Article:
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Chris Christie speaks at his election night event after winning a second term at the Asbury Park Convention Hall on Nov. 5, 2013.
Gov. Chris Christie’s big re-election victory in New Jersey on Tuesday offered the GOP a roadmap toward revitalization in 2016 as the more uncompromising conservative, Ken Cuccinelli, suffered a narrow defeat in Virginia’s gubernatorial election.
Christie cruised to victory with an impressive coalition of New Jersey voters demonstrating crossover outside of the GOP that very few Republicans have shown in recent national elections.
His success stands in contrast to the contest in Virginia, where Democrat Terry McAuliffe bested state Attorney General Ken Cuccinelli, the Republican whom half of Virginia voters said was too conservative after he spent years cozying up to the Tea Party and its unflinching conservatism.
Though Cuccinelli managed a closer-than-expected showing against McAuliffe, his long history of social conservatism contributed to a poor showing with women voters, particularly those who support abortion rights. And last month’s government shutdown, a strategy backed by fellow conservatives in Congress, almost certainly doomed Cuccinelli in vote-rich Northern Virginia – an area heavily dependent on federal spending.
Republicans nonetheless cheered Christie’s victory as an example of how a GOP candidate can achieve broad success without having to compromise on principle. Christie won women voters by 13 points over token Democratic opponent Barbara Buono, according to exit poll data; Cuccinelli lost women voters to McAuliffe by eight points.
A year removed from the 2012 presidential election, in which Republican candidate Mitt Romney’s poor performance with Hispanic voters prompted GOP soul-searching and hopes for immigration reform, Christie won almost almost half of New Jersey’s Hispanic vote. The governor also won almost one-in-five black voters, and almost a third of New Jersey Democratic voters.
Christie’s sweeping victory offers Republicans a playbook for future electoral fortune even as national demographics continue to work against the party. More tantalizingly, the governor can point to his healthy margin of victory and crossover appeal as he makes his case to fellow Republicans as to why he should be the party’s presidential nominee come 2016.
“The biggest thing I've learned over the last four years about leadership is that leadership is much less about talking than it is about listening,” Christie said late Tuesday in a victory speech that seemed as dedicated toward fellow Garden Staters as a national audience. “I know that if we can do this in Trenton, N.J., maybe the folks in Washington, D.C., should tune in their TVs right now to see how it's done.”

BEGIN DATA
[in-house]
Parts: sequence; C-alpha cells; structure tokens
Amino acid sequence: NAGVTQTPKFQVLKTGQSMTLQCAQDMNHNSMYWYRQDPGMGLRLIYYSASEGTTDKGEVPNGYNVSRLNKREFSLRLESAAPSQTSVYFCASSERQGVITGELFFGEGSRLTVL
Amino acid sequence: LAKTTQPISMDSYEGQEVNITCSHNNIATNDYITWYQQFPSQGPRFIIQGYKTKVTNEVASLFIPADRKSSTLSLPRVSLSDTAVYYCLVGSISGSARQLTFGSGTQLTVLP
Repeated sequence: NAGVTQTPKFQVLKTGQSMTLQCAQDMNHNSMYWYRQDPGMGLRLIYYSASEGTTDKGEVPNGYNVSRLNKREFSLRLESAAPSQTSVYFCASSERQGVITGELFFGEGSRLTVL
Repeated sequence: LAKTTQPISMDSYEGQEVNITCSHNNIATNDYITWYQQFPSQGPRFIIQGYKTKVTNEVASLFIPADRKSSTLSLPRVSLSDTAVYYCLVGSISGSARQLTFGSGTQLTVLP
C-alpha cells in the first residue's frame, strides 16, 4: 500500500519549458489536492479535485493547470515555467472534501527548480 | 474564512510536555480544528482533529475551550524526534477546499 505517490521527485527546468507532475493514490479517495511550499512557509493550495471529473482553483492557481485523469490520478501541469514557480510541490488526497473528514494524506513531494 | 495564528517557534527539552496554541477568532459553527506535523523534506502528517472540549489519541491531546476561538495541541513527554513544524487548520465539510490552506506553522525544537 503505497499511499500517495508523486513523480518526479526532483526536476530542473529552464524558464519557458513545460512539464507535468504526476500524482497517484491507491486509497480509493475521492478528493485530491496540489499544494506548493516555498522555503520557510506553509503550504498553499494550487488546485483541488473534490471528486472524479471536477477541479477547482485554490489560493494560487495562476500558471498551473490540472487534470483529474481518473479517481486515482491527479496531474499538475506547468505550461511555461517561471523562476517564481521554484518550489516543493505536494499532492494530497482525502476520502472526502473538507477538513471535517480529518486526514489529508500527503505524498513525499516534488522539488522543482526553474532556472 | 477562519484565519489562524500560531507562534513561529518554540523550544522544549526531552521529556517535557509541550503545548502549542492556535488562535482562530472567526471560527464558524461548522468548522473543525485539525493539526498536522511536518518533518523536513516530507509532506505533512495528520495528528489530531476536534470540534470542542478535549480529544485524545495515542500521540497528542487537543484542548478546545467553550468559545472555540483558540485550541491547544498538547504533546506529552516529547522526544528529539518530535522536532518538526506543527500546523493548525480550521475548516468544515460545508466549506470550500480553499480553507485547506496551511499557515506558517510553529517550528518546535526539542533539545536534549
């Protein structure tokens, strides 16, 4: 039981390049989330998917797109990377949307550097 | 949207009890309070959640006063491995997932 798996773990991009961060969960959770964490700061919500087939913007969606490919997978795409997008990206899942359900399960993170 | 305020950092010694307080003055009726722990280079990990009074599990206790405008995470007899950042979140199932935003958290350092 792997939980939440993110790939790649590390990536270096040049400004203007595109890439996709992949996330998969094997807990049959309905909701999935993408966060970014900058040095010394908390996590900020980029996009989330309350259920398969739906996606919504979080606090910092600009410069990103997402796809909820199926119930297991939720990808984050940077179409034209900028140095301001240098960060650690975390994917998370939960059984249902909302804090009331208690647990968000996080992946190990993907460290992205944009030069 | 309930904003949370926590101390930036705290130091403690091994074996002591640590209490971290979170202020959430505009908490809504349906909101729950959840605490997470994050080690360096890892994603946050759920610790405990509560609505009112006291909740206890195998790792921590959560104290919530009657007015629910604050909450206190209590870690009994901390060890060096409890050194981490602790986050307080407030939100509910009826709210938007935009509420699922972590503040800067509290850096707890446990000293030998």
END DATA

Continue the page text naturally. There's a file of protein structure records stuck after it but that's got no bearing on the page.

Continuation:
The message for Republicans from Virginia was sure to be less certain.
At first glance, Cuccinelli’s loss seems to raise fresh questions about the brand of take-no-prisoners conservatism championed by the attorney general. Cuccinelli’s made a name for himself as a steadfast opponent of “Obamacare,” but had also fought for restrictions on abortion rights and same-sex marriage throughout his career.
Cuccinelli’s loss was far tighter, though, than most pre-election polling had suggested. And his core conservative backers are almost certain to second-guess what could have been for Cuccinelli had Republicans put more effort behind his campaign. Cuccinelli also closed out his campaign by describing it as a de-facto referendum on health care reform, prompting Republicans to ponder whether the line of attack was more effective than they had thought.
"Despite being outspent by an unprecedented $15 million, this race came down to the wire because of Obamacare,” Cuccinelli maintained in a relatively unapologetic concession speech.
Republican elders will in coming days seize on Tuesday’s results as a validation of their caution for the GOP to improve its outreach to women and minorities, while adopting less harsh tones and a less confrontational approach to many issues. The party establishment also scored a key victory in a Republican primary runoff for a House seat in Alabama, where Bradley Byrne fended off Tea Party challenger Dean Young in a hotly-contested race.
Heading forward, Tuesday’s contests fell just short of the decisive outcome that would have promised to finally tame the Tea Party demons with which Republicans have wrestled with for the past four years.
That question might not be settled until 2016, if and when Christie – armed with his comfortable re-election tonight – can make his case to Republicans nationwide that electability and compromise should outweigh the hard-lined tactics that have driven the GOP’s numbers to all-time lows in public opinion polls.
“I know that, tonight, a dispirited America – angry with their dysfunctional government in Washington –looks to New Jersey to say, ‘Is what I think’s happening really happening? Are people really coming together?” Christie said toward the end of this speech.
Christie added: “Let me give the answer to everyone who is watching tonight: Under this government, our first job is to get the job done, and as long as I’m governor, that job will always, always be finished.”
First published November 5 2013, 9:12 PM